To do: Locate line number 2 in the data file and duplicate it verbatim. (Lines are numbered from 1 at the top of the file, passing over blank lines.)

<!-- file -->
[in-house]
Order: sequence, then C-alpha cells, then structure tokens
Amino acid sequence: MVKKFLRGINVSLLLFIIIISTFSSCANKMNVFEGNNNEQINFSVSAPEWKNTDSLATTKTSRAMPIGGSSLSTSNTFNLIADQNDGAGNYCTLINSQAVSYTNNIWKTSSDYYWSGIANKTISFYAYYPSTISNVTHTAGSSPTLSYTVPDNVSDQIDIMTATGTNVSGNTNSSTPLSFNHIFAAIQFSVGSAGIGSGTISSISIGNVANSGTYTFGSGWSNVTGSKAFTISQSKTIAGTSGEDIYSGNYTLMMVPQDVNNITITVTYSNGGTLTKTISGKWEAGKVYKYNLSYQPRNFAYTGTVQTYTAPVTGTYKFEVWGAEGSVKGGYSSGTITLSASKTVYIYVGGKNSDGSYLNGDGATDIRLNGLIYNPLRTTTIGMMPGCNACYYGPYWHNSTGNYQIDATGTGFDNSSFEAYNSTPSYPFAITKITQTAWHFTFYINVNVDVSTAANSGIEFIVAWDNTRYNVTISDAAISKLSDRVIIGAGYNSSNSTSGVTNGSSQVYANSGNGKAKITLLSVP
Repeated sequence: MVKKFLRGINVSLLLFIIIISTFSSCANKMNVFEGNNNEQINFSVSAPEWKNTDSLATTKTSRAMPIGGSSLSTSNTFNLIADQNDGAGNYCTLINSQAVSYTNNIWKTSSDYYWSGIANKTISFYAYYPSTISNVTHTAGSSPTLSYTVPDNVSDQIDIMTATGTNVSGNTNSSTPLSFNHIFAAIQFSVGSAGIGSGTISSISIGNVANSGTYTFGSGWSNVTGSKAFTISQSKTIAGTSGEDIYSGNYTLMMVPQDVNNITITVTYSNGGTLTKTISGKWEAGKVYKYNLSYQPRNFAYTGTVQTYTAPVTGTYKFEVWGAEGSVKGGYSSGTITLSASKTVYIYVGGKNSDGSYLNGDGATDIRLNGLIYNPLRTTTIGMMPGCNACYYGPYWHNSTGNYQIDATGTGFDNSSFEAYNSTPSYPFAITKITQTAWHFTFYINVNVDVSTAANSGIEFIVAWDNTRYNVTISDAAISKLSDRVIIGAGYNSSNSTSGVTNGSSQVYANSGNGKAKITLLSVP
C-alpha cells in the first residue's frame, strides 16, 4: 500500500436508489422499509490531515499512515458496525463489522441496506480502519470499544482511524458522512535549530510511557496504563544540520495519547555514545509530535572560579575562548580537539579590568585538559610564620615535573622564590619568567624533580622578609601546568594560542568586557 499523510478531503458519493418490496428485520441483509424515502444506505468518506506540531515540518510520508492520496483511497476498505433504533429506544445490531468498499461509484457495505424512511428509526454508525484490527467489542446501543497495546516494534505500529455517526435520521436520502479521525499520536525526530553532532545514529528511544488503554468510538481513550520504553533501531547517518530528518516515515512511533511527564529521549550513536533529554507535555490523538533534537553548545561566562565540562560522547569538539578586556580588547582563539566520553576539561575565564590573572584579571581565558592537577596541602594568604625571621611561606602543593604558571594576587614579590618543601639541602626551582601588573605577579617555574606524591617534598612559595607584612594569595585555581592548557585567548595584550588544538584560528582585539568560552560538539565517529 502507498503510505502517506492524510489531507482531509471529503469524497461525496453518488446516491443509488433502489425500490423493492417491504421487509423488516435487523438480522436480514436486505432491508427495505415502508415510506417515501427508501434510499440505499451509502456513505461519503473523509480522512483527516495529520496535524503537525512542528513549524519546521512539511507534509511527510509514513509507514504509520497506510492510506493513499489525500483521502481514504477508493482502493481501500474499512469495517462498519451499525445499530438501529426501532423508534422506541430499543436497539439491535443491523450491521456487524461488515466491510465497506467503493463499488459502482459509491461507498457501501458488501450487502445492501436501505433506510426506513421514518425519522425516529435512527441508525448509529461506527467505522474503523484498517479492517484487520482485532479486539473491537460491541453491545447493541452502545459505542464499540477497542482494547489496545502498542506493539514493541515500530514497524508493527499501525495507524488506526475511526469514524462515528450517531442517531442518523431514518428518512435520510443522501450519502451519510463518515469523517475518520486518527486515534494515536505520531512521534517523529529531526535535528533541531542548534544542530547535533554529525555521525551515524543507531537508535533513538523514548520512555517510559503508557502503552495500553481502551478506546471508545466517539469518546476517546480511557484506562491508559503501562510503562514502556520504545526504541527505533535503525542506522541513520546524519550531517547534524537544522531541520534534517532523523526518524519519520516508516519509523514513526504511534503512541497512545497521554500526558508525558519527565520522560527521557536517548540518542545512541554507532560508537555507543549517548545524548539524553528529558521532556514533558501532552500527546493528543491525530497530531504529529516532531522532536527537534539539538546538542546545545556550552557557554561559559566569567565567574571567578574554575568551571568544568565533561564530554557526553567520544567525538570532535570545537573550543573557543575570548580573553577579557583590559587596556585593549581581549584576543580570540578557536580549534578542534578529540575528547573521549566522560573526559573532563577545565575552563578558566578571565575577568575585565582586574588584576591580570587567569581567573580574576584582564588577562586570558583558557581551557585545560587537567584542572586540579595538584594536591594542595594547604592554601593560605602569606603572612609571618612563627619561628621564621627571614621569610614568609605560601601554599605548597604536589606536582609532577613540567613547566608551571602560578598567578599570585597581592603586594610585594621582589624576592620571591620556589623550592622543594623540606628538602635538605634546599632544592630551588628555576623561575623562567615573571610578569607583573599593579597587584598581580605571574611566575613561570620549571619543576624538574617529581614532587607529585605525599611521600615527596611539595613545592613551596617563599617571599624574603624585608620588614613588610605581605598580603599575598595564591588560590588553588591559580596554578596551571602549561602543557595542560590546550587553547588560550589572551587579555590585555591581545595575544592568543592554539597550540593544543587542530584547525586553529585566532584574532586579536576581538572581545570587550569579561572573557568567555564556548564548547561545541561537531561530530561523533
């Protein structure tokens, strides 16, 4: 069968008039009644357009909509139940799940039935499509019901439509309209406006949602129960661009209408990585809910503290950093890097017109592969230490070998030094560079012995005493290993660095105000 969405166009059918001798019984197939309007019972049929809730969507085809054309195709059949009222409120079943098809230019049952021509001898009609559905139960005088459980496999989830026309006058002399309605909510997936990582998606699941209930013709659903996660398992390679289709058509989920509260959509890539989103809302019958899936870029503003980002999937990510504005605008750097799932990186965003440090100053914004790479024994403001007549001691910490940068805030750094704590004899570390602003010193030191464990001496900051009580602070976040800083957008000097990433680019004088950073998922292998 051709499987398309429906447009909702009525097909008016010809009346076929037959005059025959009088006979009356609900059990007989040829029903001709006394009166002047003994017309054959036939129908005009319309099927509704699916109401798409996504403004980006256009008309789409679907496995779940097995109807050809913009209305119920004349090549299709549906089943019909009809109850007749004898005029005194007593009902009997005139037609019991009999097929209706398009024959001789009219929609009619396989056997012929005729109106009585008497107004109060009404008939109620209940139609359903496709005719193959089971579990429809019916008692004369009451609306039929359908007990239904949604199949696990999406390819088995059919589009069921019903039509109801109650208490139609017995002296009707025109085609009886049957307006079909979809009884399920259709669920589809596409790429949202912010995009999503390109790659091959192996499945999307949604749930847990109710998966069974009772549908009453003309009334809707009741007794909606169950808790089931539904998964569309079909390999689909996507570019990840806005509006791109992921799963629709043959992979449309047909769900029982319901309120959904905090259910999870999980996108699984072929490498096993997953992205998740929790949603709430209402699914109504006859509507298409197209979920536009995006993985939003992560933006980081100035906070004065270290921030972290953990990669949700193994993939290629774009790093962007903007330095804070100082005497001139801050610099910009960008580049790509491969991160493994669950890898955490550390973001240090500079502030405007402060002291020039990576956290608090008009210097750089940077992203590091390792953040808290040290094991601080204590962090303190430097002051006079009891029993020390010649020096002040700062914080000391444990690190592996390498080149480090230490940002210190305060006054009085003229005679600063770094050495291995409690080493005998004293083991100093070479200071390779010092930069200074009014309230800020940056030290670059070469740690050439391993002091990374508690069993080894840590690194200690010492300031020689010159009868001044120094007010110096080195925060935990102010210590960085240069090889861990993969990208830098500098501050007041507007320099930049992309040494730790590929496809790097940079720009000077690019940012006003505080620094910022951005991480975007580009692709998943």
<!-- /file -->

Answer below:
Order: sequence, then C-alpha cells, then structure tokens